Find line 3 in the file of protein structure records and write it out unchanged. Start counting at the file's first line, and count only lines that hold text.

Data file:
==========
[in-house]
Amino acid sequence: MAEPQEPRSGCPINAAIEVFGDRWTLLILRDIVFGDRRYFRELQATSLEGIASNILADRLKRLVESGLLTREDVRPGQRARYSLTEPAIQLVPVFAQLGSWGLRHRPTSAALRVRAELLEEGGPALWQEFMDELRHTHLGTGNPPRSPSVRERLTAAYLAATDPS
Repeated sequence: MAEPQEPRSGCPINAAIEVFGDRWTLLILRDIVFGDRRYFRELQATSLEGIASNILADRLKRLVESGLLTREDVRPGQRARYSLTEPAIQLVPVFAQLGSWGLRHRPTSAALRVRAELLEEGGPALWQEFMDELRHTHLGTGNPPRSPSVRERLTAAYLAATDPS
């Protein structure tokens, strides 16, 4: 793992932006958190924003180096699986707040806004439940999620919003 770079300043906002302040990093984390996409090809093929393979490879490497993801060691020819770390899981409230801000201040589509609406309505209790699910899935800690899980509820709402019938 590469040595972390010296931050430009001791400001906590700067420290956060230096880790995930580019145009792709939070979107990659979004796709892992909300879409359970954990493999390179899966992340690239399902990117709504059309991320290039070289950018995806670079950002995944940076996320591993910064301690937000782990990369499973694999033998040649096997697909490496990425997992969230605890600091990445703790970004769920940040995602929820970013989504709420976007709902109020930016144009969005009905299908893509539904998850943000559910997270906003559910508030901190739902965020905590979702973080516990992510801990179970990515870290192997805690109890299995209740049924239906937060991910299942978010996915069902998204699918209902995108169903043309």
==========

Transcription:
Repeated sequence: MAEPQEPRSGCPINAAIEVFGDRWTLLILRDIVFGDRRYFRELQATSLEGIASNILADRLKRLVESGLLTREDVRPGQRARYSLTEPAIQLVPVFAQLGSWGLRHRPTSAALRVRAELLEEGGPALWQEFMDELRHTHLGTGNPPRSPSVRERLTAAYLAATDPS